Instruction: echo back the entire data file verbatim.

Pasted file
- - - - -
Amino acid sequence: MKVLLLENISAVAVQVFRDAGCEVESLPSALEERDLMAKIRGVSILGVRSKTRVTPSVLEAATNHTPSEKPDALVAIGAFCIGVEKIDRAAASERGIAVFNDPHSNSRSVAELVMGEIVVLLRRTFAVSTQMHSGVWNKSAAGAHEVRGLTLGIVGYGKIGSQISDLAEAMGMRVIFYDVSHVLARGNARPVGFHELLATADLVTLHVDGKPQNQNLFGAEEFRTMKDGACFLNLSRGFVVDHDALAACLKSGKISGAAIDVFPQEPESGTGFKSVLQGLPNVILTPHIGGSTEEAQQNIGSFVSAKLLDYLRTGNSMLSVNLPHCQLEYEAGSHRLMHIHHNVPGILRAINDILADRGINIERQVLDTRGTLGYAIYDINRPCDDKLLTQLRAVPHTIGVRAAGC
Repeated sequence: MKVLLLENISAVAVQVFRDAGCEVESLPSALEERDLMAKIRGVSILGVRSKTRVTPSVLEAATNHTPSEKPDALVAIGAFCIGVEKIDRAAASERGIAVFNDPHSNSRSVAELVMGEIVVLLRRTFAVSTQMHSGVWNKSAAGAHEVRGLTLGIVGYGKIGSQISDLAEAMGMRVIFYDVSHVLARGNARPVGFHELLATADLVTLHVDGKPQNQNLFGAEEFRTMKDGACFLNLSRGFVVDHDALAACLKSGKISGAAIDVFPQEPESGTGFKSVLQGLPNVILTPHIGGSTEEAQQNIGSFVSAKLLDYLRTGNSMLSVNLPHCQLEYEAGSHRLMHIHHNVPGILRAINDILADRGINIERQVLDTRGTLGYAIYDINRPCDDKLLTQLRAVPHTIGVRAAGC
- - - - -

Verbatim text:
Amino acid sequence: MKVLLLENISAVAVQVFRDAGCEVESLPSALEERDLMAKIRGVSILGVRSKTRVTPSVLEAATNHTPSEKPDALVAIGAFCIGVEKIDRAAASERGIAVFNDPHSNSRSVAELVMGEIVVLLRRTFAVSTQMHSGVWNKSAAGAHEVRGLTLGIVGYGKIGSQISDLAEAMGMRVIFYDVSHVLARGNARPVGFHELLATADLVTLHVDGKPQNQNLFGAEEFRTMKDGACFLNLSRGFVVDHDALAACLKSGKISGAAIDVFPQEPESGTGFKSVLQGLPNVILTPHIGGSTEEAQQNIGSFVSAKLLDYLRTGNSMLSVNLPHCQLEYEAGSHRLMHIHHNVPGILRAINDILADRGINIERQVLDTRGTLGYAIYDINRPCDDKLLTQLRAVPHTIGVRAAGC
Repeated sequence: MKVLLLENISAVAVQVFRDAGCEVESLPSALEERDLMAKIRGVSILGVRSKTRVTPSVLEAATNHTPSEKPDALVAIGAFCIGVEKIDRAAASERGIAVFNDPHSNSRSVAELVMGEIVVLLRRTFAVSTQMHSGVWNKSAAGAHEVRGLTLGIVGYGKIGSQISDLAEAMGMRVIFYDVSHVLARGNARPVGFHELLATADLVTLHVDGKPQNQNLFGAEEFRTMKDGACFLNLSRGFVVDHDALAACLKSGKISGAAIDVFPQEPESGTGFKSVLQGLPNVILTPHIGGSTEEAQQNIGSFVSAKLLDYLRTGNSMLSVNLPHCQLEYEAGSHRLMHIHHNVPGILRAINDILADRGINIERQVLDTRGTLGYAIYDINRPCDDKLLTQLRAVPHTIGVRAAGC